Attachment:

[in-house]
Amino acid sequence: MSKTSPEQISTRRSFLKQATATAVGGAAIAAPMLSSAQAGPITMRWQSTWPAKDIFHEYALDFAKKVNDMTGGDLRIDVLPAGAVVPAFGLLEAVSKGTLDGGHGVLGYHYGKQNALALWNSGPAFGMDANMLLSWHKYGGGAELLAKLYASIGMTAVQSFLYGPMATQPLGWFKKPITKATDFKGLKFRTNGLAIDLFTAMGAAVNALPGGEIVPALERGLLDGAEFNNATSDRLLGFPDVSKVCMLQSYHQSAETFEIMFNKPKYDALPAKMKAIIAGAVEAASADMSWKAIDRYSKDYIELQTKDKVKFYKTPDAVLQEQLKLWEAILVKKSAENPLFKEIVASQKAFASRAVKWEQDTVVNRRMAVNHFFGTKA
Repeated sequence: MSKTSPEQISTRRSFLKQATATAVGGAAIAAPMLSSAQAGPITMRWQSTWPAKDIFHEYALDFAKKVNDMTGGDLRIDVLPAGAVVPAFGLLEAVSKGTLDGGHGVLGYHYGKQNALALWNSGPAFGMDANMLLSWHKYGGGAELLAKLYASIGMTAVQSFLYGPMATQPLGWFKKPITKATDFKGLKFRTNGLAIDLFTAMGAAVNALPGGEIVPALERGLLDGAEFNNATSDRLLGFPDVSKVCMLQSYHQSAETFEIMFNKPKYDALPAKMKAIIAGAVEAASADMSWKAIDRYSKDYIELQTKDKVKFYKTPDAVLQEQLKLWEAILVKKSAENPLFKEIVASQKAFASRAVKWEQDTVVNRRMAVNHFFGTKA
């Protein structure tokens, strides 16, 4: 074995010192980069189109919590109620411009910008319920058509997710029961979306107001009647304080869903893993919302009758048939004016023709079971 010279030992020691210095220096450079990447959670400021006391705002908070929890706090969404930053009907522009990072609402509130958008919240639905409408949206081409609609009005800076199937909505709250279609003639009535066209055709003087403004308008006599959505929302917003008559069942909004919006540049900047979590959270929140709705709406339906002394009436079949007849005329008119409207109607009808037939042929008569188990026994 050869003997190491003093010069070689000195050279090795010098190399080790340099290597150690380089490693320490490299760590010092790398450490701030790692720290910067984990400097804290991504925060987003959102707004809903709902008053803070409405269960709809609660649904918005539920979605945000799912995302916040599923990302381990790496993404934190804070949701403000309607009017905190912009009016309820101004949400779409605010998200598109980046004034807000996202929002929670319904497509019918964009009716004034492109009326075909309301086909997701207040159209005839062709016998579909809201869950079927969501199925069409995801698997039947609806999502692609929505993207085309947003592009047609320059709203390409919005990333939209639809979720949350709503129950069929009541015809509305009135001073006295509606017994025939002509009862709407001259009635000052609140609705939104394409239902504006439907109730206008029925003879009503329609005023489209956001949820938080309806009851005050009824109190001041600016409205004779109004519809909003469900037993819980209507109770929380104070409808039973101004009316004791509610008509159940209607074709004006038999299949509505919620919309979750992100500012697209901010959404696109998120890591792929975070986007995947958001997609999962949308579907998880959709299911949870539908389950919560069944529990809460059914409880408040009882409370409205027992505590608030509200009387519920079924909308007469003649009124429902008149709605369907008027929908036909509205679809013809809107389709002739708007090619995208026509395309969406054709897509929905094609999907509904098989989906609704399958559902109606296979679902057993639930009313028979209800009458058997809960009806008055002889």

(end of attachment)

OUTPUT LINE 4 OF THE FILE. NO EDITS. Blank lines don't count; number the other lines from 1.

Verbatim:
């Protein structure tokens, strides 16, 4: 074995010192980069189109919590109620411009910008319920058509997710029961979306107001009647304080869903893993919302009758048939004016023709079971 010279030992020691210095220096450079990447959670400021006391705002908070929890706090969404930053009907522009990072609402509130958008919240639905409408949206081409609609009005800076199937909505709250279609003639009535066209055709003087403004308008006599959505929302917003008559069942909004919006540049900047979590959270929140709705709406339906002394009436079949007849005329008119409207109607009808037939042929008569188990026994 050869003997190491003093010069070689000195050279090795010098190399080790340099290597150690380089490693320490490299760590010092790398450490701030790692720290910067984990400097804290991504925060987003959102707004809903709902008053803070409405269960709809609660649904918005539920979605945000799912995302916040599923990302381990790496993404934190804070949701403000309607009017905190912009009016309820101004949400779409605010998200598109980046004034807000996202929002929670319904497509019918964009009716004034492109009326075909309301086909997701207040159209005839062709016998579909809201869950079927969501199925069409995801698997039947609806999502692609929505993207085309947003592009047609320059709203390409919005990333939209639809979720949350709503129950069929009541015809509305009135001073006295509606017994025939002509009862709407001259009635000052609140609705939104394409239902504006439907109730206008029925003879009503329609005023489209956001949820938080309806009851005050009824109190001041600016409205004779109004519809909003469900037993819980209507109770929380104070409808039973101004009316004791509610008509159940209607074709004006038999299949509505919620919309979750992100500012697209901010959404696109998120890591792929975070986007995947958001997609999962949308579907998880959709299911949870539908389950919560069944529990809460059914409880408040009882409370409205027992505590608030509200009387519920079924909308007469003649009124429902008149709605369907008027929908036909509205679809013809809107389709002739708007090619995208026509395309969406054709897509929905094609999907509904098989989906609704399958559902109606296979679902057993639930009313028979209800009458058997809960009806008055002889």